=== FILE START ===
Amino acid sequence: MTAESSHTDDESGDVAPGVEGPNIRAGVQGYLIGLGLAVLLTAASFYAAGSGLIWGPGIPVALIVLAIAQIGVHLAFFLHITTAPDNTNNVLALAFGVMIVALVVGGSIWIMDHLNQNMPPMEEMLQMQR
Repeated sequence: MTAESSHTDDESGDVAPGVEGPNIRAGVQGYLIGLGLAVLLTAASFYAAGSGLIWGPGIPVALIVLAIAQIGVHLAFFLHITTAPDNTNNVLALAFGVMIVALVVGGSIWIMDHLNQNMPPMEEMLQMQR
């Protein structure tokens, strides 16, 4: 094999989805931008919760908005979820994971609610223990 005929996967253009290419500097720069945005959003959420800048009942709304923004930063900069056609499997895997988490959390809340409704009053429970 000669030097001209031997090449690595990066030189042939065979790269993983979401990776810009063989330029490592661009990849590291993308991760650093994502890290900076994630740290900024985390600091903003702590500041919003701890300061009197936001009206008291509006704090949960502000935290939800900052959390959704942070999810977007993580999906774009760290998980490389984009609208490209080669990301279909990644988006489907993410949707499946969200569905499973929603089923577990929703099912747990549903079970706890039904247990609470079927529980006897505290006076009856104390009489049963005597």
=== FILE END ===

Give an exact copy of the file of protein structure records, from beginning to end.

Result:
Amino acid sequence: MTAESSHTDDESGDVAPGVEGPNIRAGVQGYLIGLGLAVLLTAASFYAAGSGLIWGPGIPVALIVLAIAQIGVHLAFFLHITTAPDNTNNVLALAFGVMIVALVVGGSIWIMDHLNQNMPPMEEMLQMQR
Repeated sequence: MTAESSHTDDESGDVAPGVEGPNIRAGVQGYLIGLGLAVLLTAASFYAAGSGLIWGPGIPVALIVLAIAQIGVHLAFFLHITTAPDNTNNVLALAFGVMIVALVVGGSIWIMDHLNQNMPPMEEMLQMQR
């Protein structure tokens, strides 16, 4: 094999989805931008919760908005979820994971609610223990 005929996967253009290419500097720069945005959003959420800048009942709304923004930063900069056609499997895997988490959390809340409704009053429970 000669030097001209031997090449690595990066030189042939065979790269993983979401990776810009063989330029490592661009990849590291993308991760650093994502890290900076994630740290900024985390600091903003702590500041919003701890300061009197936001009206008291509006704090949960502000935290939800900052959390959704942070999810977007993580999906774009760290998980490389984009609208490209080669990301279909990644988006489907993410949707499946969200569905499973929603089923577990929703099912747990549903079970706890039904247990609470079927529980006897505290006076009856104390009489049963005597």